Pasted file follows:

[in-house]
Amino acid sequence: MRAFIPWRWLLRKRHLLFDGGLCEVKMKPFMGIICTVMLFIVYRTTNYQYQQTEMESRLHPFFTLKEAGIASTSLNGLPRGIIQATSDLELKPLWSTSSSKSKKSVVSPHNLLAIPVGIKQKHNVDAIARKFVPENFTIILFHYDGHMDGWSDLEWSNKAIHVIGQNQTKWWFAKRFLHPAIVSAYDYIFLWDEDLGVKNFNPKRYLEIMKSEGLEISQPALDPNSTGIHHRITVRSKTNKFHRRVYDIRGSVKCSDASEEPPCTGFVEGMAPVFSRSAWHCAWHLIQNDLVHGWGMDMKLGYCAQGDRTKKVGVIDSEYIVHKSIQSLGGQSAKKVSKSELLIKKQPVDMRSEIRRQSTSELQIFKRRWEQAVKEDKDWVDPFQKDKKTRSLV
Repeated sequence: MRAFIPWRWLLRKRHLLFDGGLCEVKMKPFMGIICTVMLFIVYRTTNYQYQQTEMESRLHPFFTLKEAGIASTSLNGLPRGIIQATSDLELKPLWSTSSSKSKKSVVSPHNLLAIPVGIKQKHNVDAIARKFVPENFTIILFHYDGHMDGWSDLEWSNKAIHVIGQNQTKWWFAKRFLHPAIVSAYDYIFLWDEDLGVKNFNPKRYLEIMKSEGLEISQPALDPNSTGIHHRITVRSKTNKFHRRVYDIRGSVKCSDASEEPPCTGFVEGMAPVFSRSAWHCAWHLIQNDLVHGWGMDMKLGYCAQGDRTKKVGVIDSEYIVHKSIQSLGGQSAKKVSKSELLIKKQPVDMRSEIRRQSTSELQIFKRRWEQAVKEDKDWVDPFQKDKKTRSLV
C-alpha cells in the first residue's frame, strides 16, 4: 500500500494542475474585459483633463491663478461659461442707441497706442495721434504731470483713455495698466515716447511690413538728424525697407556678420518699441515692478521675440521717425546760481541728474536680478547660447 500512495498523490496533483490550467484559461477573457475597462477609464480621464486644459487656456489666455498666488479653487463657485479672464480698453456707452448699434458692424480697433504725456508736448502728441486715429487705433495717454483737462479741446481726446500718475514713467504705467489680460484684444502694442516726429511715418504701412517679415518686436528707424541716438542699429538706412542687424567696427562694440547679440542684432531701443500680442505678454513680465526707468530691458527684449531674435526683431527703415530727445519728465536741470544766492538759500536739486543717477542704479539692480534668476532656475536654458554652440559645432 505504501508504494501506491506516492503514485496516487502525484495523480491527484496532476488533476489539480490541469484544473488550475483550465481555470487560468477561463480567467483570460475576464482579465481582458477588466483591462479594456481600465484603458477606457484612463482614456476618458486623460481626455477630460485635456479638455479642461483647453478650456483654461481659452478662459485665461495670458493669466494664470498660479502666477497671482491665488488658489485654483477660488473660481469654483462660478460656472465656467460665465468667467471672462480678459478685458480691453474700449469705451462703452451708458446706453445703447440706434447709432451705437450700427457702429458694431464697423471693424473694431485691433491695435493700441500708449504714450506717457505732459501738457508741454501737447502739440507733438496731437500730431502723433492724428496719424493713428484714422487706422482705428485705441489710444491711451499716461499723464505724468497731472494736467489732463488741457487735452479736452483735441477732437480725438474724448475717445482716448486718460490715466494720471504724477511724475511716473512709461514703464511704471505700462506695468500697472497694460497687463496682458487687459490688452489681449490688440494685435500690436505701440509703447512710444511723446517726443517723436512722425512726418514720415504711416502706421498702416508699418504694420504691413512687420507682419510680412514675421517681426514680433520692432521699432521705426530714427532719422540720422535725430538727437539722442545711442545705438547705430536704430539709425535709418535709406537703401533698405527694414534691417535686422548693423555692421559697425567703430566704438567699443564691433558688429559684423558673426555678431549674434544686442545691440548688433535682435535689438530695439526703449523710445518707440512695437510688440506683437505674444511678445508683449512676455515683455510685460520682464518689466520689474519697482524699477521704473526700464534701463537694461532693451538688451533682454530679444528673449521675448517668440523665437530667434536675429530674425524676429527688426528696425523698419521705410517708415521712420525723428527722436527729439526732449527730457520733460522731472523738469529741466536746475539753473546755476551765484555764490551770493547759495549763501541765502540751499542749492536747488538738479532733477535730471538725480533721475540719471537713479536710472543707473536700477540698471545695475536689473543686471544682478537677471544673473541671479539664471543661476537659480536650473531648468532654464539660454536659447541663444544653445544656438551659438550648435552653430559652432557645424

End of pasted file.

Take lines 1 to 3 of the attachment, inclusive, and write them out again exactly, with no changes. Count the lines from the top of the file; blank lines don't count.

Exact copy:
[in-house]
Amino acid sequence: MRAFIPWRWLLRKRHLLFDGGLCEVKMKPFMGIICTVMLFIVYRTTNYQYQQTEMESRLHPFFTLKEAGIASTSLNGLPRGIIQATSDLELKPLWSTSSSKSKKSVVSPHNLLAIPVGIKQKHNVDAIARKFVPENFTIILFHYDGHMDGWSDLEWSNKAIHVIGQNQTKWWFAKRFLHPAIVSAYDYIFLWDEDLGVKNFNPKRYLEIMKSEGLEISQPALDPNSTGIHHRITVRSKTNKFHRRVYDIRGSVKCSDASEEPPCTGFVEGMAPVFSRSAWHCAWHLIQNDLVHGWGMDMKLGYCAQGDRTKKVGVIDSEYIVHKSIQSLGGQSAKKVSKSELLIKKQPVDMRSEIRRQSTSELQIFKRRWEQAVKEDKDWVDPFQKDKKTRSLV
Repeated sequence: MRAFIPWRWLLRKRHLLFDGGLCEVKMKPFMGIICTVMLFIVYRTTNYQYQQTEMESRLHPFFTLKEAGIASTSLNGLPRGIIQATSDLELKPLWSTSSSKSKKSVVSPHNLLAIPVGIKQKHNVDAIARKFVPENFTIILFHYDGHMDGWSDLEWSNKAIHVIGQNQTKWWFAKRFLHPAIVSAYDYIFLWDEDLGVKNFNPKRYLEIMKSEGLEISQPALDPNSTGIHHRITVRSKTNKFHRRVYDIRGSVKCSDASEEPPCTGFVEGMAPVFSRSAWHCAWHLIQNDLVHGWGMDMKLGYCAQGDRTKKVGVIDSEYIVHKSIQSLGGQSAKKVSKSELLIKKQPVDMRSEIRRQSTSELQIFKRRWEQAVKEDKDWVDPFQKDKKTRSLV